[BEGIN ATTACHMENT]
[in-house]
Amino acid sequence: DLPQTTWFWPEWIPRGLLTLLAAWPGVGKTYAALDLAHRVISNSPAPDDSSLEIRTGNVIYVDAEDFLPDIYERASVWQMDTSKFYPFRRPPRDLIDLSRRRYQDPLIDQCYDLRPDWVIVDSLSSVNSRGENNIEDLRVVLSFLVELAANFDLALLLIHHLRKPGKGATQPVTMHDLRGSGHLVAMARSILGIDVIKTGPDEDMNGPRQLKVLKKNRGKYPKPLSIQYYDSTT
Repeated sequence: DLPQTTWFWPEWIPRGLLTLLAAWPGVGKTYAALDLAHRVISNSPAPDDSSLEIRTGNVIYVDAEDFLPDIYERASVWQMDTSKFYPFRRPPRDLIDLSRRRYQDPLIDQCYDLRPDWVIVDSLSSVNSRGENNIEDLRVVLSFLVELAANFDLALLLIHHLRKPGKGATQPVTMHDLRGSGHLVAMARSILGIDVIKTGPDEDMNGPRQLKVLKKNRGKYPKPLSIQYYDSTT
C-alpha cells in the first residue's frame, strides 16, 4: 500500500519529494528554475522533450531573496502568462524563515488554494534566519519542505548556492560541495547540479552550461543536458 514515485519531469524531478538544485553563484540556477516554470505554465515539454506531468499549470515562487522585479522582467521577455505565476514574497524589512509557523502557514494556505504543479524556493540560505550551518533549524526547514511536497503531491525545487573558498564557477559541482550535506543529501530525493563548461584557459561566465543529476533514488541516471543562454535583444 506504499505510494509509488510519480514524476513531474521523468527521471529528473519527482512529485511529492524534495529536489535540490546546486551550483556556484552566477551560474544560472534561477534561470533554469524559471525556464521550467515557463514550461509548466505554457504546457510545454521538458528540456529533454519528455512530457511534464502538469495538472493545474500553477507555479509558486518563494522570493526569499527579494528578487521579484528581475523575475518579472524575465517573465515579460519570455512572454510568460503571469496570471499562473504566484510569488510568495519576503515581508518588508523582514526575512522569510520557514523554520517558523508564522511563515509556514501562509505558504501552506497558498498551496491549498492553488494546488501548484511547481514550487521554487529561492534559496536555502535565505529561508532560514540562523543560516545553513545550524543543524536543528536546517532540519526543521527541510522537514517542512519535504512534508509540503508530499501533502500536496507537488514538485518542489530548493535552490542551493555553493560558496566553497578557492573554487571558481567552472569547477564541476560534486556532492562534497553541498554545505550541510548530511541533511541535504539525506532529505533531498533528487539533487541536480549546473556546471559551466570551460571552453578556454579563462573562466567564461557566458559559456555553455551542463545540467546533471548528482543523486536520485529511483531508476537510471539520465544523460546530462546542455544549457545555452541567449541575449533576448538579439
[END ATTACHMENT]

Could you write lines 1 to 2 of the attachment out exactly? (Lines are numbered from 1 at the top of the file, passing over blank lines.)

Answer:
[in-house]
Amino acid sequence: DLPQTTWFWPEWIPRGLLTLLAAWPGVGKTYAALDLAHRVISNSPAPDDSSLEIRTGNVIYVDAEDFLPDIYERASVWQMDTSKFYPFRRPPRDLIDLSRRRYQDPLIDQCYDLRPDWVIVDSLSSVNSRGENNIEDLRVVLSFLVELAANFDLALLLIHHLRKPGKGATQPVTMHDLRGSGHLVAMARSILGIDVIKTGPDEDMNGPRQLKVLKKNRGKYPKPLSIQYYDSTT